The proliferation and adoption of mobile phones is having a tangible and measurable impact on the growth of many of the world’s national and regional economies. These devices are the lever that is lifting the world.
A new study estimates that a doubling of mobile data use leads to an increase of 0.5 percentage points in the GDP per capita growth rate across selected 14 countries, and that countries with higher level of data usage per 3G connections have seen increases in GDP per capita growth exceeding a percentage point.
These findings come from an assessment just released by the GSM Association and Deloitte, which looked at the incremental benefits of next-generation mobile telephony services, such as 3G technology and mobile data services, and their impact on economic growth. “Mobile services have the potential to impact economic development further through the provision of high-value 3G and 4G data services accessed via smartphones, tablets and dongles that deliver mobile data services to businesses and consumers,” the report states.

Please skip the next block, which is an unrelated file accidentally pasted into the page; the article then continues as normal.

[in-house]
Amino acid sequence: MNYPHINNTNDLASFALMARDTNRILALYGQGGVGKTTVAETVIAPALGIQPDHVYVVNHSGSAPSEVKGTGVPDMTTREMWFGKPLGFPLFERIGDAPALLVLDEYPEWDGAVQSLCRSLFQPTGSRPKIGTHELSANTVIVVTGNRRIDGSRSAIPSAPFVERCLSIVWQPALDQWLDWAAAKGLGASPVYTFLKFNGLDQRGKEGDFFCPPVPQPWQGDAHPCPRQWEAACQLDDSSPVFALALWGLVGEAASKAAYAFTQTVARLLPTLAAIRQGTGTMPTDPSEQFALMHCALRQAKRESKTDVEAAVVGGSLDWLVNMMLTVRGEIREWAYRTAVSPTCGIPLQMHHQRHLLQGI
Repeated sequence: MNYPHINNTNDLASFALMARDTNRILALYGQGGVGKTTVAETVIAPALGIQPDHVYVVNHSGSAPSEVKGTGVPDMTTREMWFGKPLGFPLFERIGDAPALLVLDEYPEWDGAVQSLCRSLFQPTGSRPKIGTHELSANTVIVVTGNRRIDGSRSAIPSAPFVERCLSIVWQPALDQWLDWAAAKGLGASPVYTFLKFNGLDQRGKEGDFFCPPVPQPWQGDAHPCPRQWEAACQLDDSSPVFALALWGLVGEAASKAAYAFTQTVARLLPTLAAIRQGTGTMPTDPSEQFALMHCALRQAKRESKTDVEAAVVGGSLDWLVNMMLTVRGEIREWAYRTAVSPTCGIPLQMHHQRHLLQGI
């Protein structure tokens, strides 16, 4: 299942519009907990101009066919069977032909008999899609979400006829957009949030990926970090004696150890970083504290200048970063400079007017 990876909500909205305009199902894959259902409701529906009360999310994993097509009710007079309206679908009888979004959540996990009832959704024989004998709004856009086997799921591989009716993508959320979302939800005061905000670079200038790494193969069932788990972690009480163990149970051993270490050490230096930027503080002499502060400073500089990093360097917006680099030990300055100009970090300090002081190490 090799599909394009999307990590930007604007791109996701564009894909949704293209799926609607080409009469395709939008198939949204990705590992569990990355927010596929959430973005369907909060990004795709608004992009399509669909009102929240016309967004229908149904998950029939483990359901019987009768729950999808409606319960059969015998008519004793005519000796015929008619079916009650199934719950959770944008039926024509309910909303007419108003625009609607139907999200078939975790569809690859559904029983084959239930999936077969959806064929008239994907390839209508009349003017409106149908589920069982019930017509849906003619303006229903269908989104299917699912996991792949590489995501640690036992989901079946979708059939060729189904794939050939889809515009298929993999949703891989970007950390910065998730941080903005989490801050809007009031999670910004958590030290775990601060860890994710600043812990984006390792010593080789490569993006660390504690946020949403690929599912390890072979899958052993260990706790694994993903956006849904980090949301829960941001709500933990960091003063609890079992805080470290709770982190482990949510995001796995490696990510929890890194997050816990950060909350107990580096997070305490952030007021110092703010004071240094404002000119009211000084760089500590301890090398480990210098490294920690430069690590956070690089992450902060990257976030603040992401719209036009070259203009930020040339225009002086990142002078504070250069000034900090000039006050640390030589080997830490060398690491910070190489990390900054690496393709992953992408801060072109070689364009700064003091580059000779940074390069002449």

The report draws from research of data usage and economic growth across 14 countries provided by Cisco Systems based on their Visual Networking Index (VNI), as well as Deloitte studies on the productivity impact of mobile in 79 countries and the impact of 3G penetration across 96 countries.
The study’s authors conclude that every incremental increase in mobile device adoption directly translates into increased GDP. A 10% rise from 2G to 3G penetration increases GDP per capita growth by 0.15 percentage points. In developing markets, a 10% expansion in mobile penetration increases productivity by 4.2 percentage points.
The increase in 3G connections, supported by the proliferation of data-enabled devices that allow mobile Internet connectivity, has led to a massive growth in the use of mobile data. Total mobile data usage has more than doubled on average every year from 2005 to 2010 in each of the 96 countries in the sample. In the United States, this growth was 400%; in Western European countries, it grew by 350%.
In developed countries, the adoption of mobile technologies increases workers’ and professionals’ productivity, enabling faster access to information when it is needed. In developing countries, mobile technology opens up new economic opportunities — such as the ability for people to better communicate, as well as participate in “micro-tasking” projects.
(Photo: GSM Association.)